In order to use the built in tools in SQL Management Studio you will need to follow the steps below:

  1. Open SQL Management Studio and connect to the server where you had Sitefinity create its database.
  2. Right click on the database and select Tasks -> Deploy Database to Windows Azure SQL Database.
  3. You will be presented a screen where you can populate all of the information for your SQL Azure instance. Populate your information and continue to the end of the wizard.

Once this has completed you are ready to move onto getting your local Sitefinity instance running using the new SQL Azure database.

Updating Configs for SQL Azure

Once you have successfully created the new SQL Azure database, there are two configuration files in your Sitefinity solution that will need to be modified. Open the solution in Visual Studio and modify the config files as described below:

  1. Open the file SitefinityWebApp/App_data/Sitefinity/Configuration/DataConfig.config. (you may need to show files not included in the project to see this).
  2. Replace the connection string with the correct connection string for your Azure database.
  3. Update the “dbType” attribute from “MsSql” to “SqlAzure”.
  4. Open the web.config file.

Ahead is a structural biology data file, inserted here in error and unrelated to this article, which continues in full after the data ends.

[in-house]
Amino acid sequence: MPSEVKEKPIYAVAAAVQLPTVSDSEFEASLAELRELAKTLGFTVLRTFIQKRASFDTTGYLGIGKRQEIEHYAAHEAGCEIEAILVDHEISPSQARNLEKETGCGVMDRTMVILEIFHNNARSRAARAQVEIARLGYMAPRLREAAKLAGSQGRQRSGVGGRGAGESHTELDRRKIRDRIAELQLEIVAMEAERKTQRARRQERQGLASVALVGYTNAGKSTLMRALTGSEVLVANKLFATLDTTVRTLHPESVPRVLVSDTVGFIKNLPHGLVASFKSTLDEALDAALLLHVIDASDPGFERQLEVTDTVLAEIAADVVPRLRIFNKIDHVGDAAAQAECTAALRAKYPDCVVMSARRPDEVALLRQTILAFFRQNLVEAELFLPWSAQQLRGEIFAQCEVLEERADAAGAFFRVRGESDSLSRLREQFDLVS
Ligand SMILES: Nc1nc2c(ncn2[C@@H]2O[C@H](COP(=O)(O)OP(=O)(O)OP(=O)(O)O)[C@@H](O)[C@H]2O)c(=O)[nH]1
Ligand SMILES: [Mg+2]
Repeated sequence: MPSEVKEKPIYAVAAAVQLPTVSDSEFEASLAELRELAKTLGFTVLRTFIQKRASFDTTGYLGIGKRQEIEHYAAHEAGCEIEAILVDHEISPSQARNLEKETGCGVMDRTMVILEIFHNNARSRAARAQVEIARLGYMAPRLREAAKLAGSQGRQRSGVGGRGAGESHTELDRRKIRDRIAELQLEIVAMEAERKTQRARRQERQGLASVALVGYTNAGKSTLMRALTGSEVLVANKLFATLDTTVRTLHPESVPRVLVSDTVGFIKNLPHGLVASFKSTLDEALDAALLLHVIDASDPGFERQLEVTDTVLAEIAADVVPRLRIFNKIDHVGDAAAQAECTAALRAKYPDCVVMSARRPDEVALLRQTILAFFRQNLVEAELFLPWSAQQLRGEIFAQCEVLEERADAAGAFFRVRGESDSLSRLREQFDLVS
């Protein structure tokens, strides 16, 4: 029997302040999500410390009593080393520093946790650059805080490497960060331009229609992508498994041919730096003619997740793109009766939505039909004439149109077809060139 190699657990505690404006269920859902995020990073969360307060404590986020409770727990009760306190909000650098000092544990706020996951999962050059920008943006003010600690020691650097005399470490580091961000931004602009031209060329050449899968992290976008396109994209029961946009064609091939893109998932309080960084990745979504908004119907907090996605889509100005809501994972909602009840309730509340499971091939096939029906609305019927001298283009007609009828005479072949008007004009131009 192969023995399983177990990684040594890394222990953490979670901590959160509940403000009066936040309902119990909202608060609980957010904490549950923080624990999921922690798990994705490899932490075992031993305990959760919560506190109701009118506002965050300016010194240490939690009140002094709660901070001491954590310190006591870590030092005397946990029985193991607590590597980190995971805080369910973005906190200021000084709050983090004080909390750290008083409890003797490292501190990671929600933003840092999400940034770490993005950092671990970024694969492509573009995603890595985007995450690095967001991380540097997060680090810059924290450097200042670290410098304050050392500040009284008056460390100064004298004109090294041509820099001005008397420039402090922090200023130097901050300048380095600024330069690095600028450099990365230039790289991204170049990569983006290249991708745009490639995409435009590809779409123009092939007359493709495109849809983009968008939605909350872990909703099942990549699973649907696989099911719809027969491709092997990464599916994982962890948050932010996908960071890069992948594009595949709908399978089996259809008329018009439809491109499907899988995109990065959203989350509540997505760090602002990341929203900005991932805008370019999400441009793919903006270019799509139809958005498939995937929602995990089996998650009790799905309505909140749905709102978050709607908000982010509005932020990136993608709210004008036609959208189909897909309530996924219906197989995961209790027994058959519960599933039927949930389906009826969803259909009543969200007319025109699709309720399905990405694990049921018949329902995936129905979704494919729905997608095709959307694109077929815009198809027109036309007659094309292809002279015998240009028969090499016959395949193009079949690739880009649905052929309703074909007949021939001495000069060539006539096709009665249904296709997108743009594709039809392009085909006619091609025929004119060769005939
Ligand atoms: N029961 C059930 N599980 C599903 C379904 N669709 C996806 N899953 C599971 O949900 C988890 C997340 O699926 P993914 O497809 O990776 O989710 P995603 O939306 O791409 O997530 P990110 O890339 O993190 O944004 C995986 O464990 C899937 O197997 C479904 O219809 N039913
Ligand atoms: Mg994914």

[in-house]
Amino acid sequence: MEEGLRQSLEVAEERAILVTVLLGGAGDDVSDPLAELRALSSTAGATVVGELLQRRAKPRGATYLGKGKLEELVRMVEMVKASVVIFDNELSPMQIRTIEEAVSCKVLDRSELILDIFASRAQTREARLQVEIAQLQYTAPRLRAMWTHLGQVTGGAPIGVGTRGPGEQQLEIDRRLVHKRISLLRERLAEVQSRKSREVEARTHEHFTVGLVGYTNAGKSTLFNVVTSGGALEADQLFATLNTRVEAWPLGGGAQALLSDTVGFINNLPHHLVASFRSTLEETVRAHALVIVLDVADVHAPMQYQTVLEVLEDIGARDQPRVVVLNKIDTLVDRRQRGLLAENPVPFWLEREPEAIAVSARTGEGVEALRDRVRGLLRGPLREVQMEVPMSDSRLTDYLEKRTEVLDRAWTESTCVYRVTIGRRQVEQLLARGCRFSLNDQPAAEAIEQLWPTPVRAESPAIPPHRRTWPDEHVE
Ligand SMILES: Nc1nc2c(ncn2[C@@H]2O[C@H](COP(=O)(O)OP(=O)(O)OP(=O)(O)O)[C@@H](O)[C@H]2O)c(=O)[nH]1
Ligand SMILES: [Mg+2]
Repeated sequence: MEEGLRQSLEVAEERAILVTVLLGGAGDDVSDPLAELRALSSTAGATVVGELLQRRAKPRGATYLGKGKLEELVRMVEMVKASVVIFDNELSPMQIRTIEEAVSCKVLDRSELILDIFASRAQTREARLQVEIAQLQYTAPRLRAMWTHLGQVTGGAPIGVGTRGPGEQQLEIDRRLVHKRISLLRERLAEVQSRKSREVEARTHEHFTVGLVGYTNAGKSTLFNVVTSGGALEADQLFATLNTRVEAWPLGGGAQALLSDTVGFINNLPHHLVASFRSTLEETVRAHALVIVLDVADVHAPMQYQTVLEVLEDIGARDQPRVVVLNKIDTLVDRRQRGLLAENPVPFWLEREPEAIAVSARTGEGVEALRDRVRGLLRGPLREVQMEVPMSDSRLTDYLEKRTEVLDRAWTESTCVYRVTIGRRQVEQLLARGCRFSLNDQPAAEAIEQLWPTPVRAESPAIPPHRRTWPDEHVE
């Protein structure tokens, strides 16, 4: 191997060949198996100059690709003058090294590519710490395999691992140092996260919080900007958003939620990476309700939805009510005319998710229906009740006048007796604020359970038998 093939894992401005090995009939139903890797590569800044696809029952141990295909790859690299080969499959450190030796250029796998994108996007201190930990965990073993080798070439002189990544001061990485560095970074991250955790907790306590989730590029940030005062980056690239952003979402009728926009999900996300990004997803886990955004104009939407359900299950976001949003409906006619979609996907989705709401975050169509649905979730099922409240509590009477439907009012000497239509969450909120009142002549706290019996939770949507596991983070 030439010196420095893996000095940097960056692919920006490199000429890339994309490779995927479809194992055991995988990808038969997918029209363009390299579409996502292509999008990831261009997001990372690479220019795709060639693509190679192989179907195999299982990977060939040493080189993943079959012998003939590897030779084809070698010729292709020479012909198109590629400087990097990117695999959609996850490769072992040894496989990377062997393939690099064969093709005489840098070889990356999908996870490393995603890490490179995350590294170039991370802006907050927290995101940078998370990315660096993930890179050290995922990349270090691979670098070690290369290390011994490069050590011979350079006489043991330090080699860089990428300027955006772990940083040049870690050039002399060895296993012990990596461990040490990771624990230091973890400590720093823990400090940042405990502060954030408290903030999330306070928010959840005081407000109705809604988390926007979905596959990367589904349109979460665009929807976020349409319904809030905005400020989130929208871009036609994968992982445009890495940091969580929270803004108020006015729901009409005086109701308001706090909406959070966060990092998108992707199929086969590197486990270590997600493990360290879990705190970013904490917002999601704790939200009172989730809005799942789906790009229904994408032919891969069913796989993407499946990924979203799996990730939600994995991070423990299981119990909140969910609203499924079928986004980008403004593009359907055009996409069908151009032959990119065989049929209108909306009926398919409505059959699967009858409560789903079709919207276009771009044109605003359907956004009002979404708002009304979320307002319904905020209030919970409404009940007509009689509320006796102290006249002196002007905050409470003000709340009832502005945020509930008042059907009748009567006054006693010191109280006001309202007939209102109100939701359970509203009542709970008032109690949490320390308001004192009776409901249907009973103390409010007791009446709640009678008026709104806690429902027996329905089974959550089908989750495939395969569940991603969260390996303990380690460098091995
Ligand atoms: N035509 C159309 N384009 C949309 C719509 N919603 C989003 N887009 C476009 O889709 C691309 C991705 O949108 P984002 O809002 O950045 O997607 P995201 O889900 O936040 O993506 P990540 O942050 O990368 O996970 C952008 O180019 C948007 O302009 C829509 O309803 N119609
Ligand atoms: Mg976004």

5. You should see two sections that looks like these: 
    Web.config section commented

    web-config-section-commented

  6. Uncomment these sections so they look like this
    Web.config section uncommented

    web-config-section-uncommented

Theoretically, after this has been completed, you should be able to run your Sitefinity instance locally connected to the Azure database. However, I actually found that I was getting an error due to an incompatible version of the Windows Azure SDK. You can find the currently supported versions of the SDK at http://docs.sitefinity.com/reference-windows-azure-sdk-supported-versions. Currently, the latest version of Sitefinity requires version 2.6 of the Azure SDK. This was an older version of the SDK than was installed on my system. To get the older version, I needed to install Visual Studio 2012 on my PC so that I could use the installer provided on the same page. These steps may vary depending upon your current system setup.